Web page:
"Children have no experience or training in driving motorized vehicles, and they're driving them on uneven terrain where they can't see what's coming up ahead of them very well," says T.S. Park, M.D., the Shi Hui Huang Professor of Neurological Surgery at the School of Medicine and pediatric neurosurgeon-in-chief at St. Louis Children's Hospital. "This is leading to an increasing number of fatalities and devastating injuries with lifelong consequences for children and their parents."
Park and colleagues reviewed all cases seen at the hospital over a 10-year span, identifying 185 patients admitted as a result of ATV-related accidents. They found:
- One-third of the patients suffered serious neurological injuries including cerebral hemorrhages and skull fractures.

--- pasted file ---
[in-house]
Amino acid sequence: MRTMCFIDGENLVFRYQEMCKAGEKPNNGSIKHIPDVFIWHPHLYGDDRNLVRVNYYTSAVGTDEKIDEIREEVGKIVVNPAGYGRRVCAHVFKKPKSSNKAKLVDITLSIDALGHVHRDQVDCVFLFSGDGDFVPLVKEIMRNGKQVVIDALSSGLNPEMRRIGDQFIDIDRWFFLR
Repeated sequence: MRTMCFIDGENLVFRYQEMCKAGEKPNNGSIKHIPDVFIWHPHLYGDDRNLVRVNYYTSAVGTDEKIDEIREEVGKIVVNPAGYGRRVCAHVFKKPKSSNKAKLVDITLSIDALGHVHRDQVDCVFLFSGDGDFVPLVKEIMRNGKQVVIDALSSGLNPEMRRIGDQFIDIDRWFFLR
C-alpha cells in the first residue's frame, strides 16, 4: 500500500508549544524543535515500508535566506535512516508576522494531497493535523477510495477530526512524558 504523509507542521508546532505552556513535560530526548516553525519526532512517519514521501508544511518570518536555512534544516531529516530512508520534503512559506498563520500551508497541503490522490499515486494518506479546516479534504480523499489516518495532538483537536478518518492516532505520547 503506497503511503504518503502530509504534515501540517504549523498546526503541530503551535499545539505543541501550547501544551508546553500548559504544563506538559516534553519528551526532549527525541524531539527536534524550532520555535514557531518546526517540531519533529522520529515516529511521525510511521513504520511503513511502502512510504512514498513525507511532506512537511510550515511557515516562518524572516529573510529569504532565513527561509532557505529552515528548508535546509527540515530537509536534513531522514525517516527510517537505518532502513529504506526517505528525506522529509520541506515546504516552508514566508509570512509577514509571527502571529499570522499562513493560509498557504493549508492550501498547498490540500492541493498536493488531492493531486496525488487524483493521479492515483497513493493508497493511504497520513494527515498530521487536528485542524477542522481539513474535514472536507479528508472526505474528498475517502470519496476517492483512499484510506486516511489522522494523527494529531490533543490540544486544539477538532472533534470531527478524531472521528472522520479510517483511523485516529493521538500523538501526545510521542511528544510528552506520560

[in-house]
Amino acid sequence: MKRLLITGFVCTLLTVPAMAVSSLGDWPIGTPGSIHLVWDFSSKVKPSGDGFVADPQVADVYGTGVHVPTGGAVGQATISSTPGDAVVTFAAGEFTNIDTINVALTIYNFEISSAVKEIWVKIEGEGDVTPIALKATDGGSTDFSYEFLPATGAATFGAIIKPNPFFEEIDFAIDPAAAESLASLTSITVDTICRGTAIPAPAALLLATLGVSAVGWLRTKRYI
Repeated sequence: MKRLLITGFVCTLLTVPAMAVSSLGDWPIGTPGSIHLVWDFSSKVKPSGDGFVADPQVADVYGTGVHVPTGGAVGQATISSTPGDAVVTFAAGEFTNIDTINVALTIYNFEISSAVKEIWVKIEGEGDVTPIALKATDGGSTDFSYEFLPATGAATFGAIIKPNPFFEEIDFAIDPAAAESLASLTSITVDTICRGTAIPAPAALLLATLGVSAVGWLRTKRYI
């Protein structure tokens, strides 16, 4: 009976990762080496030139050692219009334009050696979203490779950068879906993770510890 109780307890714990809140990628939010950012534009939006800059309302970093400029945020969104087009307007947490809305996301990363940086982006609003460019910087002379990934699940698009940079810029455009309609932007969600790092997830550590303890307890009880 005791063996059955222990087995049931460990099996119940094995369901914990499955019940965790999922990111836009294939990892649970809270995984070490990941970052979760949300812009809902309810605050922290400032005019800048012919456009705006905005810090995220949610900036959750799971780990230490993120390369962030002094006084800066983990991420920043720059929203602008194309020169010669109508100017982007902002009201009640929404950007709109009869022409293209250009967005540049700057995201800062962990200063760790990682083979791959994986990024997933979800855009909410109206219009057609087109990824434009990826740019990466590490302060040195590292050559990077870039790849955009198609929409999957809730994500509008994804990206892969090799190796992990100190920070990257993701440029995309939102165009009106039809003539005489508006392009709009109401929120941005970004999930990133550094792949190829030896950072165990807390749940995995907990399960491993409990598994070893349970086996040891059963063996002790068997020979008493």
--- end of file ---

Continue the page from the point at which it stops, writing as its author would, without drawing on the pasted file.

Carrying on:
- Two-thirds of the total patient population had to undergo inpatient rehabilitation.
- Two patients had spinal cord injuries.
- Two patients died.
Park and his colleagues point out that from the time ATVs came on the U.S. market in the 1970s, the vehicles have caused an estimated 239,000 injuries and 600 deaths. About 40 percent of all ATV-related deaths are children.
As further evidence of the dangers posed by ATVs, Park notes that the U.S. Consumer Product Safety Commission estimated that ATV-related accidents led to 125,500 visits to emergency departments in 2003 alone.
Park and his colleagues strongly recommend new legislation crafted along guidelines previously proposed by the American Academy of Pediatrics. This would include:
- Banning children younger than 16 from riding ATVs.
- Mandatory helmet laws.
- Mandatory instruction and certification programs for ATV operators.
- Prohibiting ATVs from public streets and highways.